Minnesota to open 3 more COVID testing sites as demand surges

Minnesota Gov. Tim Walz announced Tuesday the state will open three more COVID-19 community testing sites, including two in the Twin Cities metro, as demand for tests surges.

One new testing site will open in North Branch on Jan. 10 at the former Nike outlet store. The other two new testing locations will be in Anoka and Cottage Grove, but the locations have not been released yet.

The announcement comes after high demand for testing over the holidays caused long lines at state testing sites and a shortage of at-home tests.

"I ask for a little bit of patience," Walz said when asked about lack of at-home tests and long lines at state testing sites.

Additionally, Walz announced the Minnesota Department of Health has secured an additional 1.8 million at-home rapid tests for Minnesota schools, on top of the 1 million announced last month.

The state is also partnering with local public health and tribal health departments, food banks, and MDH COVID-19 Community Coordinators to distribute 150,000 at-home rapid antigen test kits in an effort to reduce barriers to testing for Minnesotans who are disproportionately impacted by COVID-19.

Minnesota’s surge in COVID-19 cases spurred by the highly contagious omicron variant is intensifying. Walz said White House officials told him on a call today that 95% of the country’s COVID cases are now the omicron variant.

MDH reported 16,204 new cases of COVID from Wednesday through Friday last week and 36 deaths. The lag in data reporting was due to the holiday weekend. The newly released data does not include infections from New Year’s Eve events.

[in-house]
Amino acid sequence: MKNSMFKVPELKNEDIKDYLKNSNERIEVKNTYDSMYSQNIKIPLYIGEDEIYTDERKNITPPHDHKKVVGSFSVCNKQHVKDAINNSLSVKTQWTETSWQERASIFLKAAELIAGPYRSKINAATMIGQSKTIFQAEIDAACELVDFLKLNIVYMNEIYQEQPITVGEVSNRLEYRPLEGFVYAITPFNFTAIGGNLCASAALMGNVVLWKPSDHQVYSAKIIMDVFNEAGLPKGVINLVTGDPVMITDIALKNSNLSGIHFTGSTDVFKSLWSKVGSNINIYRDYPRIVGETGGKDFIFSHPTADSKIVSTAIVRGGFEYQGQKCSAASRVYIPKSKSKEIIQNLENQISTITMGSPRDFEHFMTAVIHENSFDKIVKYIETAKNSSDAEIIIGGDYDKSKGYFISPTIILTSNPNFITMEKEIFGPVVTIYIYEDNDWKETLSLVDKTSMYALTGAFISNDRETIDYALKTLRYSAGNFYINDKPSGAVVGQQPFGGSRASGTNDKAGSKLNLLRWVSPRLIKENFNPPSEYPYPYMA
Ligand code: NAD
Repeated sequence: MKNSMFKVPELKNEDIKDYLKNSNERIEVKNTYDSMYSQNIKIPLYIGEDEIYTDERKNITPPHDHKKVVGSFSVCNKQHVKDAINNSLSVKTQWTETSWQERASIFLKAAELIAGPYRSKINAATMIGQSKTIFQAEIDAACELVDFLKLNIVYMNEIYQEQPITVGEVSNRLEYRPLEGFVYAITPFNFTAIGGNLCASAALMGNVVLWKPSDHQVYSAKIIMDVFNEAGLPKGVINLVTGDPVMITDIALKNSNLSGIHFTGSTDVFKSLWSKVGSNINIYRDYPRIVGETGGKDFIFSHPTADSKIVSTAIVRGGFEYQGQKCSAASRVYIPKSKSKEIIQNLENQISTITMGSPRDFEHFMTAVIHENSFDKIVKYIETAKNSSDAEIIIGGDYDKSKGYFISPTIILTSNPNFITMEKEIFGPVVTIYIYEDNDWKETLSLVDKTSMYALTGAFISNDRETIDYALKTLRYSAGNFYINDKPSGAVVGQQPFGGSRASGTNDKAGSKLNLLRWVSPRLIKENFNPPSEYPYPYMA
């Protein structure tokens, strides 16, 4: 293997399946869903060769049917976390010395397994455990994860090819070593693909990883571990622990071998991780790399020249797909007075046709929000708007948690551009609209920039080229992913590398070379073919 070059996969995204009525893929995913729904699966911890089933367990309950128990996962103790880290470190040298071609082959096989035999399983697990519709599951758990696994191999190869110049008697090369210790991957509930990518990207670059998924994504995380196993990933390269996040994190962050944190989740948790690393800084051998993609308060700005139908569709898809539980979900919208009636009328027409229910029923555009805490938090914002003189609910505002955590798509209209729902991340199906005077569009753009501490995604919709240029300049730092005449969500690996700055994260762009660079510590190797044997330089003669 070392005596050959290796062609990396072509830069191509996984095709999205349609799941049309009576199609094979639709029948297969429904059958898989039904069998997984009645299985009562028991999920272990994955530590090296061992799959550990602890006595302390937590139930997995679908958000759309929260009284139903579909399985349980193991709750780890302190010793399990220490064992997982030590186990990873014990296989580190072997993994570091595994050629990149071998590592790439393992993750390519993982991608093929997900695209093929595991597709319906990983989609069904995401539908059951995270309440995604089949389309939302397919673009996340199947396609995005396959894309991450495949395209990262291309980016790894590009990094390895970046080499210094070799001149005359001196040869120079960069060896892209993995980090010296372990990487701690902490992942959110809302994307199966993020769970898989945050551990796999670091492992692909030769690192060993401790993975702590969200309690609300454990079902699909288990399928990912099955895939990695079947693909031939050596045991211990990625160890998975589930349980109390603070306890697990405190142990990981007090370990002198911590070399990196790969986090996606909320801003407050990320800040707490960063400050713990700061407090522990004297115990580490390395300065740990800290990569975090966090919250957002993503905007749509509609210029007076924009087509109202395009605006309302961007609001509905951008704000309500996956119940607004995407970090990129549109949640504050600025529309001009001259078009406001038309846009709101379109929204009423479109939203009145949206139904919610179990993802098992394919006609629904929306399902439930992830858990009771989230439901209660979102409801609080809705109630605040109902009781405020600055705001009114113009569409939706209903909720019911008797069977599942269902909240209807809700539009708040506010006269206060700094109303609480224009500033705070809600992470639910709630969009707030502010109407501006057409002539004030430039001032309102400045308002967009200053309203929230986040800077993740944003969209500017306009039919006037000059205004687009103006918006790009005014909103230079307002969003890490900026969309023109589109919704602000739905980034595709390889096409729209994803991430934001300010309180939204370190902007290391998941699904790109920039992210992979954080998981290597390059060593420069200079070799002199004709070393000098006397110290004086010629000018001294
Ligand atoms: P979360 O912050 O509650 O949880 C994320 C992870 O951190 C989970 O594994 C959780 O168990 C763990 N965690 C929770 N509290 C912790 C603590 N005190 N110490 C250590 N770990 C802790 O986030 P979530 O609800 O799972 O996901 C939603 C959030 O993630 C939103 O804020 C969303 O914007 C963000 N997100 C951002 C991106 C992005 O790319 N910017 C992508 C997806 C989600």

After decreasing for several weeks, the state's seven-day rolling average positivity rate has spiked to12%, the highest since December 2020.

It also appears that Minnesota’s COVID hospitalizations have stopped their recent declines and may be headed back up again. MDH reported 1,680 total COVID-19 hospitalizations on Dec. 10. On Jan. 1 it was down to 1,311, but by Tuesday it had risen to 1,370.

"Things are going to be tight for a few weeks," said Health Commissioner Jan Malcolm. She said if you are sick, assume it is COVID-19 if you cannot get a test.

Walz, Malcolm and others visited a long-term care facility in Maplewood on Tuesday to highlight the Minnesota National Guard's role in fighting COVID-19. Last month, three National Guard nursing teams started supporting long-term care facilities across the state. The governor deployed the teams to help with staffing shortages.

It was Walz's first public event since being infected with COVID in late December. The governor said he had mild symptoms and has since tested negative.